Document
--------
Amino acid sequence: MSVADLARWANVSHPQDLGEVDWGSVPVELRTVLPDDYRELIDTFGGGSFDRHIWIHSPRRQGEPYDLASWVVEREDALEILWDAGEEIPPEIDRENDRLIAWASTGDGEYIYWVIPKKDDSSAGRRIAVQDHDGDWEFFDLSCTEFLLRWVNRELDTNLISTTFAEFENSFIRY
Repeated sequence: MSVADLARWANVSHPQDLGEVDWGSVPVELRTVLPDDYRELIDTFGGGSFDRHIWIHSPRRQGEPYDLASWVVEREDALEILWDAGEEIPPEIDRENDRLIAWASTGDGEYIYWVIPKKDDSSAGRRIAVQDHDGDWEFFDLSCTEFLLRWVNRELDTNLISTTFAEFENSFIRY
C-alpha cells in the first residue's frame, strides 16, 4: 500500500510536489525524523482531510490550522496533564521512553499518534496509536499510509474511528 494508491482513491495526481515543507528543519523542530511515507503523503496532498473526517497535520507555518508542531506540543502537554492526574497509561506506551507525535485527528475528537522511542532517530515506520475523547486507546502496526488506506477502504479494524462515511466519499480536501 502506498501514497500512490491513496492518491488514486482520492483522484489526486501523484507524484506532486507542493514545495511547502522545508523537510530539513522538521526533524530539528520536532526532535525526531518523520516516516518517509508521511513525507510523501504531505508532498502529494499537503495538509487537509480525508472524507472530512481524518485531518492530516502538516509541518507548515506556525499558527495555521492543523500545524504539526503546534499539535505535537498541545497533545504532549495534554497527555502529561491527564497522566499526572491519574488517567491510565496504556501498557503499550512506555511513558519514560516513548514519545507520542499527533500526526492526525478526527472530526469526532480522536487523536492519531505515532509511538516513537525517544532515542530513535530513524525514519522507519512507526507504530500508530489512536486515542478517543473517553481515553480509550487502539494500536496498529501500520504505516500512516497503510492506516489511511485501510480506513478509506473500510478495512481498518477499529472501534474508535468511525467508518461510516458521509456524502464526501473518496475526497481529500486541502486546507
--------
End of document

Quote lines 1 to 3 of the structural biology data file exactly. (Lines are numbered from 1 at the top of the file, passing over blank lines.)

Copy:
Amino acid sequence: MSVADLARWANVSHPQDLGEVDWGSVPVELRTVLPDDYRELIDTFGGGSFDRHIWIHSPRRQGEPYDLASWVVEREDALEILWDAGEEIPPEIDRENDRLIAWASTGDGEYIYWVIPKKDDSSAGRRIAVQDHDGDWEFFDLSCTEFLLRWVNRELDTNLISTTFAEFENSFIRY
Repeated sequence: MSVADLARWANVSHPQDLGEVDWGSVPVELRTVLPDDYRELIDTFGGGSFDRHIWIHSPRRQGEPYDLASWVVEREDALEILWDAGEEIPPEIDRENDRLIAWASTGDGEYIYWVIPKKDDSSAGRRIAVQDHDGDWEFFDLSCTEFLLRWVNRELDTNLISTTFAEFENSFIRY
C-alpha cells in the first residue's frame, strides 16, 4: 500500500510536489525524523482531510490550522496533564521512553499518534496509536499510509474511528 494508491482513491495526481515543507528543519523542530511515507503523503496532498473526517497535520507555518508542531506540543502537554492526574497509561506506551507525535485527528475528537522511542532517530515506520475523547486507546502496526488506506477502504479494524462515511466519499480536501 502506498501514497500512490491513496492518491488514486482520492483522484489526486501523484507524484506532486507542493514545495511547502522545508523537510530539513522538521526533524530539528520536532526532535525526531518523520516516516518517509508521511513525507510523501504531505508532498502529494499537503495538509487537509480525508472524507472530512481524518485531518492530516502538516509541518507548515506556525499558527495555521492543523500545524504539526503546534499539535505535537498541545497533545504532549495534554497527555502529561491527564497522566499526572491519574488517567491510565496504556501498557503499550512506555511513558519514560516513548514519545507520542499527533500526526492526525478526527472530526469526532480522536487523536492519531505515532509511538516513537525517544532515542530513535530513524525514519522507519512507526507504530500508530489512536486515542478517543473517553481515553480509550487502539494500536496498529501500520504505516500512516497503510492506516489511511485501510480506513478509506473500510478495512481498518477499529472501534474508535468511525467508518461510516458521509456524502464526501473518496475526497481529500486541502486546507